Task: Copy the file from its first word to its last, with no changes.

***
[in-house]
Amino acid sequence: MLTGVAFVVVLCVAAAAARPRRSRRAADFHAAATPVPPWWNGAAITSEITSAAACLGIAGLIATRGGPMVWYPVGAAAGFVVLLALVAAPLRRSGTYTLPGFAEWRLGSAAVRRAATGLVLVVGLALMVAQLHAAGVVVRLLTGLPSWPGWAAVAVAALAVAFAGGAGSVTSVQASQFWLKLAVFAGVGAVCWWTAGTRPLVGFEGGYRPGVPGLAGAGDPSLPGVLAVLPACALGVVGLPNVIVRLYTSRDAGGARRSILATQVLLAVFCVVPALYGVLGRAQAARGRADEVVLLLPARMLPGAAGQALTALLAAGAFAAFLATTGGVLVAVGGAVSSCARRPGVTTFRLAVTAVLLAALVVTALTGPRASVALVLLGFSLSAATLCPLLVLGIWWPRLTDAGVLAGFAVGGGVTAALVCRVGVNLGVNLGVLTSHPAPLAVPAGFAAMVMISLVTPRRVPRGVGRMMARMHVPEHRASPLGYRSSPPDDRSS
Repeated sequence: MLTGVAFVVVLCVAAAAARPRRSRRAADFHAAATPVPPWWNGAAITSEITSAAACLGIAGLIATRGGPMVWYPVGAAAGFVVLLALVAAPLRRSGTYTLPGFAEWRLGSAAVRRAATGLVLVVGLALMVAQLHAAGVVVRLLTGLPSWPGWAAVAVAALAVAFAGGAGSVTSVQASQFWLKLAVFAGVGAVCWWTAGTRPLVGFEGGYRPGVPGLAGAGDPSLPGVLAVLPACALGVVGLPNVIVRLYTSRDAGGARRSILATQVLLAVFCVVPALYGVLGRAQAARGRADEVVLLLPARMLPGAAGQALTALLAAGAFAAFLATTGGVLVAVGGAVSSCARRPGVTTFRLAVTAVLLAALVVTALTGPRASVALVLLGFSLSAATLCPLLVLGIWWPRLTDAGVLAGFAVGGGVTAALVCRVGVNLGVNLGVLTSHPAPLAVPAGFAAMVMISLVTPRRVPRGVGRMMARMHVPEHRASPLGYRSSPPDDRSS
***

[in-house]
Amino acid sequence: MLTGVAFVVVLCVAAAAARPRRSRRAADFHAAATPVPPWWNGAAITSEITSAAACLGIAGLIATRGGPMVWYPVGAAAGFVVLLALVAAPLRRSGTYTLPGFAEWRLGSAAVRRAATGLVLVVGLALMVAQLHAAGVVVRLLTGLPSWPGWAAVAVAALAVAFAGGAGSVTSVQASQFWLKLAVFAGVGAVCWWTAGTRPLVGFEGGYRPGVPGLAGAGDPSLPGVLAVLPACALGVVGLPNVIVRLYTSRDAGGARRSILATQVLLAVFCVVPALYGVLGRAQAARGRADEVVLLLPARMLPGAAGQALTALLAAGAFAAFLATTGGVLVAVGGAVSSCARRPGVTTFRLAVTAVLLAALVVTALTGPRASVALVLLGFSLSAATLCPLLVLGIWWPRLTDAGVLAGFAVGGGVTAALVCRVGVNLGVNLGVLTSHPAPLAVPAGFAAMVMISLVTPRRVPRGVGRMMARMHVPEHRASPLGYRSSPPDDRSS
Repeated sequence: MLTGVAFVVVLCVAAAAARPRRSRRAADFHAAATPVPPWWNGAAITSEITSAAACLGIAGLIATRGGPMVWYPVGAAAGFVVLLALVAAPLRRSGTYTLPGFAEWRLGSAAVRRAATGLVLVVGLALMVAQLHAAGVVVRLLTGLPSWPGWAAVAVAALAVAFAGGAGSVTSVQASQFWLKLAVFAGVGAVCWWTAGTRPLVGFEGGYRPGVPGLAGAGDPSLPGVLAVLPACALGVVGLPNVIVRLYTSRDAGGARRSILATQVLLAVFCVVPALYGVLGRAQAARGRADEVVLLLPARMLPGAAGQALTALLAAGAFAAFLATTGGVLVAVGGAVSSCARRPGVTTFRLAVTAVLLAALVVTALTGPRASVALVLLGFSLSAATLCPLLVLGIWWPRLTDAGVLAGFAVGGGVTAALVCRVGVNLGVNLGVLTSHPAPLAVPAGFAAMVMISLVTPRRVPRGVGRMMARMHVPEHRASPLGYRSSPPDDRSS